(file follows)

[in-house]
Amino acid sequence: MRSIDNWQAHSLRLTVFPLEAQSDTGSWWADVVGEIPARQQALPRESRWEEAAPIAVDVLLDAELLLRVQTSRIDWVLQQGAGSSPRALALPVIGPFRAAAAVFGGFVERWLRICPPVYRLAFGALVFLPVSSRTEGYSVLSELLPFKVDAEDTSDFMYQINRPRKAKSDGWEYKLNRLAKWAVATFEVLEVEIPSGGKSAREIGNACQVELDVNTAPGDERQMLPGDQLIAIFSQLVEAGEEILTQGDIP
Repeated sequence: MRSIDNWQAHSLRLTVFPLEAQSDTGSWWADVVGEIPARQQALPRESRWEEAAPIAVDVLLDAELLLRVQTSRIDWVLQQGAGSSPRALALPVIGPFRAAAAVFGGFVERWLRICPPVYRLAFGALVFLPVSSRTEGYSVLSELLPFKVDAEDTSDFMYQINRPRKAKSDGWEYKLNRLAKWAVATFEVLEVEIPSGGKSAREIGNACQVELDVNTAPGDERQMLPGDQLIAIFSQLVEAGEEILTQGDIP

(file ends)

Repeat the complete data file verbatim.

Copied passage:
[in-house]
Amino acid sequence: MRSIDNWQAHSLRLTVFPLEAQSDTGSWWADVVGEIPARQQALPRESRWEEAAPIAVDVLLDAELLLRVQTSRIDWVLQQGAGSSPRALALPVIGPFRAAAAVFGGFVERWLRICPPVYRLAFGALVFLPVSSRTEGYSVLSELLPFKVDAEDTSDFMYQINRPRKAKSDGWEYKLNRLAKWAVATFEVLEVEIPSGGKSAREIGNACQVELDVNTAPGDERQMLPGDQLIAIFSQLVEAGEEILTQGDIP
Repeated sequence: MRSIDNWQAHSLRLTVFPLEAQSDTGSWWADVVGEIPARQQALPRESRWEEAAPIAVDVLLDAELLLRVQTSRIDWVLQQGAGSSPRALALPVIGPFRAAAAVFGGFVERWLRICPPVYRLAFGALVFLPVSSRTEGYSVLSELLPFKVDAEDTSDFMYQINRPRKAKSDGWEYKLNRLAKWAVATFEVLEVEIPSGGKSAREIGNACQVELDVNTAPGDERQMLPGDQLIAIFSQLVEAGEEILTQGDIP